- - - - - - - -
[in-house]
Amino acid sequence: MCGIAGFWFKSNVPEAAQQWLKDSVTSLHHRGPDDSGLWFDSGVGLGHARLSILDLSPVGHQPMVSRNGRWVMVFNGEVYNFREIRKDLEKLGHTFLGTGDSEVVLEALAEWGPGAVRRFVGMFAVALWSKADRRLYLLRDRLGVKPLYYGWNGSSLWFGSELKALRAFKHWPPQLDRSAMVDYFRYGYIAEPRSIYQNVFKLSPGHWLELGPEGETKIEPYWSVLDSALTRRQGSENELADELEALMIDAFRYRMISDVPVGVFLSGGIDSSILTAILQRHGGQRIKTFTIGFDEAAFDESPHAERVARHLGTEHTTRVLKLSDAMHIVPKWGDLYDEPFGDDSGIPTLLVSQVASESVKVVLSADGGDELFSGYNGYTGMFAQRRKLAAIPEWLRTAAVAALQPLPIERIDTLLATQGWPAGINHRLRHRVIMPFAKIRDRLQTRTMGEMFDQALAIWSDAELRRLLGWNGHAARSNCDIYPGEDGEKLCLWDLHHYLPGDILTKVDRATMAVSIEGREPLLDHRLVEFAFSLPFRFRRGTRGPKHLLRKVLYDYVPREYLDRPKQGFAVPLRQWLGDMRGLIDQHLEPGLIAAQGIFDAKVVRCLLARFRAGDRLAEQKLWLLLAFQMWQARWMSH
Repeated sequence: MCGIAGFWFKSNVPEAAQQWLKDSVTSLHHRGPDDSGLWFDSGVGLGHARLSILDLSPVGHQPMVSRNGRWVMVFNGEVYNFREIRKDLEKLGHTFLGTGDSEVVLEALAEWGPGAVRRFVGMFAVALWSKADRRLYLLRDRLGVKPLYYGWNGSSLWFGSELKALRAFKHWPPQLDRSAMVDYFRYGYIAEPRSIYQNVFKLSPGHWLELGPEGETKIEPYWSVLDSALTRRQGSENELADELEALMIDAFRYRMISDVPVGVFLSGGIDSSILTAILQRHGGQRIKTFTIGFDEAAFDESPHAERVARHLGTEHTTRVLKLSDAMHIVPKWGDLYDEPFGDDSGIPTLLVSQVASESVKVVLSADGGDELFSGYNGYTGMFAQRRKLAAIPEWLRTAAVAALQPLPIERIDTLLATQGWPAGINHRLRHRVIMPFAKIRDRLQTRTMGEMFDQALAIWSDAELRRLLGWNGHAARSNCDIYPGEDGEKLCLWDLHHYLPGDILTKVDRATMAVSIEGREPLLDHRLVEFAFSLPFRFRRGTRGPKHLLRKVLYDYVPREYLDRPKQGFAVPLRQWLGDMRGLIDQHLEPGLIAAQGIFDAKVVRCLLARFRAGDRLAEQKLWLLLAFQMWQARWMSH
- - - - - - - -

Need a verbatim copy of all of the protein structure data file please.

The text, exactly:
[in-house]
Amino acid sequence: MCGIAGFWFKSNVPEAAQQWLKDSVTSLHHRGPDDSGLWFDSGVGLGHARLSILDLSPVGHQPMVSRNGRWVMVFNGEVYNFREIRKDLEKLGHTFLGTGDSEVVLEALAEWGPGAVRRFVGMFAVALWSKADRRLYLLRDRLGVKPLYYGWNGSSLWFGSELKALRAFKHWPPQLDRSAMVDYFRYGYIAEPRSIYQNVFKLSPGHWLELGPEGETKIEPYWSVLDSALTRRQGSENELADELEALMIDAFRYRMISDVPVGVFLSGGIDSSILTAILQRHGGQRIKTFTIGFDEAAFDESPHAERVARHLGTEHTTRVLKLSDAMHIVPKWGDLYDEPFGDDSGIPTLLVSQVASESVKVVLSADGGDELFSGYNGYTGMFAQRRKLAAIPEWLRTAAVAALQPLPIERIDTLLATQGWPAGINHRLRHRVIMPFAKIRDRLQTRTMGEMFDQALAIWSDAELRRLLGWNGHAARSNCDIYPGEDGEKLCLWDLHHYLPGDILTKVDRATMAVSIEGREPLLDHRLVEFAFSLPFRFRRGTRGPKHLLRKVLYDYVPREYLDRPKQGFAVPLRQWLGDMRGLIDQHLEPGLIAAQGIFDAKVVRCLLARFRAGDRLAEQKLWLLLAFQMWQARWMSH
Repeated sequence: MCGIAGFWFKSNVPEAAQQWLKDSVTSLHHRGPDDSGLWFDSGVGLGHARLSILDLSPVGHQPMVSRNGRWVMVFNGEVYNFREIRKDLEKLGHTFLGTGDSEVVLEALAEWGPGAVRRFVGMFAVALWSKADRRLYLLRDRLGVKPLYYGWNGSSLWFGSELKALRAFKHWPPQLDRSAMVDYFRYGYIAEPRSIYQNVFKLSPGHWLELGPEGETKIEPYWSVLDSALTRRQGSENELADELEALMIDAFRYRMISDVPVGVFLSGGIDSSILTAILQRHGGQRIKTFTIGFDEAAFDESPHAERVARHLGTEHTTRVLKLSDAMHIVPKWGDLYDEPFGDDSGIPTLLVSQVASESVKVVLSADGGDELFSGYNGYTGMFAQRRKLAAIPEWLRTAAVAALQPLPIERIDTLLATQGWPAGINHRLRHRVIMPFAKIRDRLQTRTMGEMFDQALAIWSDAELRRLLGWNGHAARSNCDIYPGEDGEKLCLWDLHHYLPGDILTKVDRATMAVSIEGREPLLDHRLVEFAFSLPFRFRRGTRGPKHLLRKVLYDYVPREYLDRPKQGFAVPLRQWLGDMRGLIDQHLEPGLIAAQGIFDAKVVRCLLARFRAGDRLAEQKLWLLLAFQMWQARWMSH